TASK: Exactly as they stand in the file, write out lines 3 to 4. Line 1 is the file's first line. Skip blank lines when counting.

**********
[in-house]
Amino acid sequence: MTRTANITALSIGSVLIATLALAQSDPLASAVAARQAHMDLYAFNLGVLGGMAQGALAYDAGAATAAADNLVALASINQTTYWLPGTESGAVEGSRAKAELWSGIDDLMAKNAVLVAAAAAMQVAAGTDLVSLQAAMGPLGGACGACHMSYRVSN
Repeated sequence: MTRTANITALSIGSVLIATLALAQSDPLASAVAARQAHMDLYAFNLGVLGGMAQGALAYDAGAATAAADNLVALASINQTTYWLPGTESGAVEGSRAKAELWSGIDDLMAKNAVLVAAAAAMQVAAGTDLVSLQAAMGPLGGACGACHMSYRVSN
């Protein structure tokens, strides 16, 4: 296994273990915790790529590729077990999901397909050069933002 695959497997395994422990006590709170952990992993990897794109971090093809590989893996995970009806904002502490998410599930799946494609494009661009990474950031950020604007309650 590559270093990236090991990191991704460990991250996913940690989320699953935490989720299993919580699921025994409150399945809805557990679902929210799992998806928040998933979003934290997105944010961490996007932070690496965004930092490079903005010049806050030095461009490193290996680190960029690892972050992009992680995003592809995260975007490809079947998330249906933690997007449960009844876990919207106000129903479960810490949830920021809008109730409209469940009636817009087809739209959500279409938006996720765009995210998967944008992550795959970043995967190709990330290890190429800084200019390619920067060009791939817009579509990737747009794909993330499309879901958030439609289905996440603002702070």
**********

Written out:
Repeated sequence: MTRTANITALSIGSVLIATLALAQSDPLASAVAARQAHMDLYAFNLGVLGGMAQGALAYDAGAATAAADNLVALASINQTTYWLPGTESGAVEGSRAKAELWSGIDDLMAKNAVLVAAAAAMQVAAGTDLVSLQAAMGPLGGACGACHMSYRVSN
């Protein structure tokens, strides 16, 4: 296994273990915790790529590729077990999901397909050069933002 695959497997395994422990006590709170952990992993990897794109971090093809590989893996995970009806904002502490998410599930799946494609494009661009990474950031950020604007309650 590559270093990236090991990191991704460990991250996913940690989320699953935490989720299993919580699921025994409150399945809805557990679902929210799992998806928040998933979003934290997105944010961490996007932070690496965004930092490079903005010049806050030095461009490193290996680190960029690892972050992009992680995003592809995260975007490809079947998330249906933690997007449960009844876990919207106000129903479960810490949830920021809008109730409209469940009636817009087809739209959500279409938006996720765009995210998967944008992550795959970043995967190709990330290890190429800084200019390619920067060009791939817009579509990737747009794909993330499309879901958030439609289905996440603002702070």